A mediator helps the parties reach a resolution by facilitating communication, promoting understanding, assisting them in identifying and exploring issues, interests and possible bases for agreement, and in some matters, helping parties evaluate the likely outcome in court or arbitration if they cannot reach settlement through mediation. 

A mediator should be satisfied that the parties have considered and understood the terms of any settlement, and should, if appropriate, advise the parties to seek legal or other specialized advice. 

Informed consent

If the mediator perceives that a party is unable to give informed consent to participation in the process or to the terms of settlement due to, for example, the impact of a physical or mental impairment, the process should not continue until the mediator is satisfied that such informed consent has been obtained from the party or the party’s duly authorized representative. 

Voluntary agreement

The right of the parties to reach a voluntary agreement is central to the mediation process. Consequently, a mediator should act and conduct the process in ways that maximize its voluntariness. 

Expectations of the parties

A mediator should have sufficient knowledge of relevant procedural and substantive issues to be effective. It is the mediator’s responsibility to prepare before the mediation session by reviewing any statements or documents submitted by the parties. A mediator should refuse to serve or withdraw from the mediation if the mediator becomes physically or mentally unable to meet the reasonable expectations of the parties. 


It is crucial that the mediator and all parties have a clear understanding as to confidentiality before the mediation begins. Before a mediation session begins, a mediator should explain to all parties (a) any applicable laws, rules or agreements prohibiting disclosure in subsequent legal proceedings of offers and statements made and documents produced during the session, and (b) the mediator’s role in maintaining confidences within the mediation and as to third parties.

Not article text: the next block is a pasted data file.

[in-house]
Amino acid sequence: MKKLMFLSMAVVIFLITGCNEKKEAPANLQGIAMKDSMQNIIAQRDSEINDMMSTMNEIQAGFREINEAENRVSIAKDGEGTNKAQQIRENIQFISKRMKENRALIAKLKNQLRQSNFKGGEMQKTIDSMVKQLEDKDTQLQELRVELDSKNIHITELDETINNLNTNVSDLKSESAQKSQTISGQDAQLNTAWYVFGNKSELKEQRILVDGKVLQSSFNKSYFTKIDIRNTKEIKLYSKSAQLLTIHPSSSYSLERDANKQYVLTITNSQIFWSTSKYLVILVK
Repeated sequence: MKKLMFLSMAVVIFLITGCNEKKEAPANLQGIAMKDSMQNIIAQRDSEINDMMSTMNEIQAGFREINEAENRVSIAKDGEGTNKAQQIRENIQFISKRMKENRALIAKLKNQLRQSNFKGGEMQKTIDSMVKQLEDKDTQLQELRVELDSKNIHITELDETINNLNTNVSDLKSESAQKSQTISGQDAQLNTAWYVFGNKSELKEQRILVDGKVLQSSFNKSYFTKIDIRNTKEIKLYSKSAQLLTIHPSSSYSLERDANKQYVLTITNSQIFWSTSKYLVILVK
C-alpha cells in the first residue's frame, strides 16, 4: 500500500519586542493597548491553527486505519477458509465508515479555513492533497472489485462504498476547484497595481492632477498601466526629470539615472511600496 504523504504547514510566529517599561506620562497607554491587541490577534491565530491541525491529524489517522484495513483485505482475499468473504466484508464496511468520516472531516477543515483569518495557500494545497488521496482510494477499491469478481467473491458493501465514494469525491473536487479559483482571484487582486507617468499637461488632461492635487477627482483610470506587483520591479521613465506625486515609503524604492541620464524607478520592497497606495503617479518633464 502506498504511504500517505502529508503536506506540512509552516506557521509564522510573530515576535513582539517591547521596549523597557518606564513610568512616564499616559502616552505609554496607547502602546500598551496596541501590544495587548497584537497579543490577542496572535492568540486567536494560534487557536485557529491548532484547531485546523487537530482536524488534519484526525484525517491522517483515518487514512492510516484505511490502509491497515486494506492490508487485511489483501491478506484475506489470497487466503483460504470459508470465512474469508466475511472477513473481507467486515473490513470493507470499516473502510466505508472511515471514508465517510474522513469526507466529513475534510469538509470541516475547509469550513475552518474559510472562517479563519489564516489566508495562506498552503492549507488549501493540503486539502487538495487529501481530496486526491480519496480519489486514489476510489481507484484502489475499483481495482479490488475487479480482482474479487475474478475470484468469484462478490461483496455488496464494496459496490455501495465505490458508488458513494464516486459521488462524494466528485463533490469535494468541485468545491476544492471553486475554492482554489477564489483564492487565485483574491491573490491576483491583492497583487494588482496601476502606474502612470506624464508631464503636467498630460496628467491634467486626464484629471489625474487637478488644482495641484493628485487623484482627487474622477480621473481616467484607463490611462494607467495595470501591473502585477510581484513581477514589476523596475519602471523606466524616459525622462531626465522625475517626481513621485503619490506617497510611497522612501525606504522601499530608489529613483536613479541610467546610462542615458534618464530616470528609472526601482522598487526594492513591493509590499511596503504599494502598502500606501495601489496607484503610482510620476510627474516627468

A mediator should not disclose confidential information without permission of all parties or unless required by law, court rule or other legal authority. A mediator must not use confidential information acquired during the mediation to gain personal advantage or advantage for others, or to affect adversely the interests of others.


A mediator should remain impartial throughout the course of the mediation. A mediator should be aware of and avoid the potential for bias based on the parties’ backgrounds, personal attributes, or conduct during the session, or based on any pre-existing knowledge of or opinion about the merits of the dispute being mediated. A mediator should endeavor to provide a procedurally fair process in which each party is given an adequate opportunity to participate. If a mediator becomes incapable of maintaining impartiality, the mediator should withdraw promptly. 

A mediator should disclose any information that reasonably could lead a party to question the mediator’s impartiality. A mediator may proceed with the process unless a party objects to continuing service. A mediator should withdraw if a conflict of interest exists that casts serious doubt on the integrity of the process. 

The integrity of the mediation process

After a mediation is completed, a mediator should refrain from any conduct involving a party, insurer or counsel to the mediation that reasonably would cast doubt on the integrity of the mediation process, absent disclosure to and consent by all parties to the mediation. This does not preclude the mediator from serving as a mediator or in another dispute resolution capacity with a party, insurer or counsel involved in the prior mediation. 

Accepting items of value

A mediator should exercise caution in accepting items of value, including gifts or payments for meals, from a party, insurer or counsel to a mediation during or after a mediation, particularly if the items are accepted at such a time and in such a manner as to cast doubt on the integrity of the mediation process. 

Conflicts of interest

A mediator should also avoid conflicts of interest in recommending the services of other professionals. If a mediator is unable to make a personal recommendation without creating a potential or actual conflict of interest, the mediator should so advise the parties and refer them to a professional referral service or association. 

Providing legal advice

A mediator should ensure that the parties understand that the mediator’s role is that of neutral intermediary, not that of representative of or advocate for any party. A mediator should not offer legal advice to a party. If a mediator offers an evaluation of a party’s position or of the likely outcome in court or arbitration, or offers a recommendation with regard to settlement, the mediator should ensure that the parties understand that the mediator is not acting as an attorney for any party and is not providing legal advice.